Are you dealing with overwhelming sadness or depression? It’s possible that you haven’t dealt with past grief and trauma. Read How to Recover From Loss and Survive Grief.

4. Be gentle with yourself as you grieve

Ways to Deal With Guilt and Grief After Rehoming Your DogAre you beating yourself up for giving your dog away? I sure did, for the longest time. I regretted our decision, and wished I hadn’t rehomed our dog Jazz.

But regret and guilt got me nowhere. If I kept ruminating on my pain and condemning myself for taking our dog back to the SPCA, I wouldn’t have found the strength to write this article. Maybe I had to experience the pain of rehoming a dog so I could help you learn how to deal with pet loss. Maybe we really are all just walking each other home, through the dark late afternoons of our lives.

Trust that giving your dog away was the right thing to do. Have faith that your dog is being well taken care of, and that your souls will meet again one day. Give yourself time and permission to grieve. Rehoming a dog is a painful experience, and you need to allow yourself to process your emotions in healthy ways.

5. Let your dog go

Your current feelings of pain, regret, and guilt are normal — but they will get worse unless you deal with them. You’ll find yourself stuck in a downward spiral of depression and self-loathing! I know, because it happened to me. I was trapped in grief and guilt, and it was hard to pull myself out.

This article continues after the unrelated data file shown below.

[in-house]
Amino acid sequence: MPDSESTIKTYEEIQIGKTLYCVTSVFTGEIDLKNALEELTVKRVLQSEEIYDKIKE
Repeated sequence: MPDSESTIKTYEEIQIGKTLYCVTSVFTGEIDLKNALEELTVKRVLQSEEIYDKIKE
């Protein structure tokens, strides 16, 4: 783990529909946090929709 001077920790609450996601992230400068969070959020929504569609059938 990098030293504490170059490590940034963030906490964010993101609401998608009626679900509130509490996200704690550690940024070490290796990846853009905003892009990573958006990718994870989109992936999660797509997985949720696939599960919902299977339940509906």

Farewell, Friend: A Gentle Guide to Saying Goodbye to Your DogI wrote Farewell, Friend: A Gentle Guide to Saying Goodbye to Your Dog to share how I grieved my dog’s death and let go of my guilt. I even opened my heart and home, and welcomed two new dogs into my life! This ebook will heal your heart, comfort your soul, and lift your spirits.

Each section contains 5 chapters of fresh insights, suggestions, and activities – all focused on helping you let go and heal.

I hope this article has helped you think differently about giving away your dog, and maybe even eased the pain a little bit. My prayer is that you heal from the pain and grief of giving your dog away.

May healing, self-forgiveness, and peace be yours. You made the best decision you could. Rehoming your dog hurts; give yourself time and patience to work through the guilt, grief and pain.

Warmly,

Laurie

P.S. Read Are You Tired of Constantly Feeling Guilty? if you’ve been dealing with guilt, grief and shame for years after giving your dog away.